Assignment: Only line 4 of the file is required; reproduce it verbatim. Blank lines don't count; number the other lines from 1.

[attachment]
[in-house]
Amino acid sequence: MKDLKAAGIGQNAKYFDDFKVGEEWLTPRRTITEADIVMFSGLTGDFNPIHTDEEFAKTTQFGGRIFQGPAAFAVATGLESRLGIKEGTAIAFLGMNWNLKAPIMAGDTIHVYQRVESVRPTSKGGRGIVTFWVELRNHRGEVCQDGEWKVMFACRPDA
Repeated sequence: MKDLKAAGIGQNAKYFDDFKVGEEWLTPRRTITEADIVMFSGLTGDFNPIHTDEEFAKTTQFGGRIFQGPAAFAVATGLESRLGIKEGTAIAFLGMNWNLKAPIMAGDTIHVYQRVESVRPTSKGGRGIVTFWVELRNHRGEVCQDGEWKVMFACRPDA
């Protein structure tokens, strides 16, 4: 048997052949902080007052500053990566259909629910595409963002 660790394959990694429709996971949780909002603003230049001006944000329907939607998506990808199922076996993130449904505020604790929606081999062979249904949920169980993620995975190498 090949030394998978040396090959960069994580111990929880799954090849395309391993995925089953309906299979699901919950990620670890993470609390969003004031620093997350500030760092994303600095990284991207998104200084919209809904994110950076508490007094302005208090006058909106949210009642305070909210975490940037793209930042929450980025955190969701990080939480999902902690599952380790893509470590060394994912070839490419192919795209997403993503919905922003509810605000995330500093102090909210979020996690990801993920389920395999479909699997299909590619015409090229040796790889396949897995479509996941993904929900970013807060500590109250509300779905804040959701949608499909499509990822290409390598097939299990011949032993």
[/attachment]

């Protein structure tokens, strides 16, 4: 048997052949902080007052500053990566259909629910595409963002 660790394959990694429709996971949780909002603003230049001006944000329907939607998506990808199922076996993130449904505020604790929606081999062979249904949920169980993620995975190498 090949030394998978040396090959960069994580111990929880799954090849395309391993995925089953309906299979699901919950990620670890993470609390969003004031620093997350500030760092994303600095990284991207998104200084919209809904994110950076508490007094302005208090006058909106949210009642305070909210975490940037793209930042929450980025955190969701990080939480999902902690599952380790893509470590060394994912070839490419192919795209997403993503919905922003509810605000995330500093102090909210979020996690990801993920389920395999479909699997299909590619015409090229040796790889396949897995479509996941993904929900970013807060500590109250509300779905804040959701949608499909499509990822290409390598097939299990011949032993």